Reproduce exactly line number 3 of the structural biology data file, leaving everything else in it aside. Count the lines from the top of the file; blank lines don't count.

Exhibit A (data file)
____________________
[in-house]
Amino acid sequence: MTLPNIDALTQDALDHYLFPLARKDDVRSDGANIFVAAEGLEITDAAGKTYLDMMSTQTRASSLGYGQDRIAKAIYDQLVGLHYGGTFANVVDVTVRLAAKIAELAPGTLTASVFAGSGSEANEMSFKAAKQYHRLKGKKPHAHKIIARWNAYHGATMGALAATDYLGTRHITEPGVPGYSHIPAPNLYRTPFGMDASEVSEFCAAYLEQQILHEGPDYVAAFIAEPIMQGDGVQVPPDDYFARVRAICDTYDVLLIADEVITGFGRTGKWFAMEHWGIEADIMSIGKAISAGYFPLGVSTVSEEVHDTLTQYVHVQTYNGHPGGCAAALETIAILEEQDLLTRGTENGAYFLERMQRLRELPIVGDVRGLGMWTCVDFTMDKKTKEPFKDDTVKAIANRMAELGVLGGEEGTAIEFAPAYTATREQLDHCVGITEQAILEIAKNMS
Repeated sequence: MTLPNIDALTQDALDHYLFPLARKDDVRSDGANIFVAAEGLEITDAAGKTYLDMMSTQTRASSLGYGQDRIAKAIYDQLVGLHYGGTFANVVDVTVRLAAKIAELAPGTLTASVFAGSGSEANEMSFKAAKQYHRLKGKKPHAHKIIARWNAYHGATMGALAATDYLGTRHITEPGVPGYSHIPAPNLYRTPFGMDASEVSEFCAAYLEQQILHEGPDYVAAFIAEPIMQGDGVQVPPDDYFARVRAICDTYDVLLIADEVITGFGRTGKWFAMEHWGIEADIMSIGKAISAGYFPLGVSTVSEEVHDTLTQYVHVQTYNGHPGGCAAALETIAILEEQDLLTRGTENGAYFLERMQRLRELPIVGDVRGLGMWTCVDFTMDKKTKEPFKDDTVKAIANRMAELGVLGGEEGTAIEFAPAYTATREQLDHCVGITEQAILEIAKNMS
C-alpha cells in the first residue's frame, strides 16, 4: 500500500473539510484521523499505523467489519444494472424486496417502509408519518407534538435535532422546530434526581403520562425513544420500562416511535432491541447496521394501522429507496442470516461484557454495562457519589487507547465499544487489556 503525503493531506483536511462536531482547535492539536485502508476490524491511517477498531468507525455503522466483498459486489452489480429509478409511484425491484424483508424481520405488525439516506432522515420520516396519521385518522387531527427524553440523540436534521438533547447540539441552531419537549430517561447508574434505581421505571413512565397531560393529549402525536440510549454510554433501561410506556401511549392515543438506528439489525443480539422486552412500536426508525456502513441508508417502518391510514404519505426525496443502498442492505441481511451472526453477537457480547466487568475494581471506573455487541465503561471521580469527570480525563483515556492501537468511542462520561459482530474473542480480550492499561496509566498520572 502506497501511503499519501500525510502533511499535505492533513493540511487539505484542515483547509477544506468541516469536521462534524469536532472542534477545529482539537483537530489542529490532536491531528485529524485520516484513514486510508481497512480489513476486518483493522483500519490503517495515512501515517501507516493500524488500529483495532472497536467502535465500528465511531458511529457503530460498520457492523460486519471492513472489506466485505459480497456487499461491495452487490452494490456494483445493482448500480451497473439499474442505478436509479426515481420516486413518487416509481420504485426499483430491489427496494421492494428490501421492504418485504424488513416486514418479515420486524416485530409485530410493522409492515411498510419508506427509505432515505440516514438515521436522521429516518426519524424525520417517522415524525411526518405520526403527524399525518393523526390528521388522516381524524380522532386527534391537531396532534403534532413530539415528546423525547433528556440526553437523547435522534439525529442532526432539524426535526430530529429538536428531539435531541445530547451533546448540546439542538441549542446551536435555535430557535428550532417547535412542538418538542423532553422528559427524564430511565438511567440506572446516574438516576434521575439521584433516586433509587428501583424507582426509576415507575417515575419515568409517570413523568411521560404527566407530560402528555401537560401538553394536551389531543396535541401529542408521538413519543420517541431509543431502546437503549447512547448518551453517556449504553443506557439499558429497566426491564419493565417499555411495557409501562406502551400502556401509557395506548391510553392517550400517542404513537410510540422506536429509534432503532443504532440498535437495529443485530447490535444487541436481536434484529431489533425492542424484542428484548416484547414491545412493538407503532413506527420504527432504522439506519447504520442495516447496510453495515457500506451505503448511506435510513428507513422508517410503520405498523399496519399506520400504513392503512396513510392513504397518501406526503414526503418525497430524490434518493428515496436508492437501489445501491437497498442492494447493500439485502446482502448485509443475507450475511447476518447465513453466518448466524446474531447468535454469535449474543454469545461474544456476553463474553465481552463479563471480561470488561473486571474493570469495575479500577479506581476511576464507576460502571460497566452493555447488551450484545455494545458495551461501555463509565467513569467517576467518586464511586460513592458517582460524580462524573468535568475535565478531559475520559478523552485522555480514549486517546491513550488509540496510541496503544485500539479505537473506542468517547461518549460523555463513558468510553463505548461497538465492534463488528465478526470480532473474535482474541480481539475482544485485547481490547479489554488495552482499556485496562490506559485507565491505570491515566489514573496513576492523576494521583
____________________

Repeated sequence: MTLPNIDALTQDALDHYLFPLARKDDVRSDGANIFVAAEGLEITDAAGKTYLDMMSTQTRASSLGYGQDRIAKAIYDQLVGLHYGGTFANVVDVTVRLAAKIAELAPGTLTASVFAGSGSEANEMSFKAAKQYHRLKGKKPHAHKIIARWNAYHGATMGALAATDYLGTRHITEPGVPGYSHIPAPNLYRTPFGMDASEVSEFCAAYLEQQILHEGPDYVAAFIAEPIMQGDGVQVPPDDYFARVRAICDTYDVLLIADEVITGFGRTGKWFAMEHWGIEADIMSIGKAISAGYFPLGVSTVSEEVHDTLTQYVHVQTYNGHPGGCAAALETIAILEEQDLLTRGTENGAYFLERMQRLRELPIVGDVRGLGMWTCVDFTMDKKTKEPFKDDTVKAIANRMAELGVLGGEEGTAIEFAPAYTATREQLDHCVGITEQAILEIAKNMS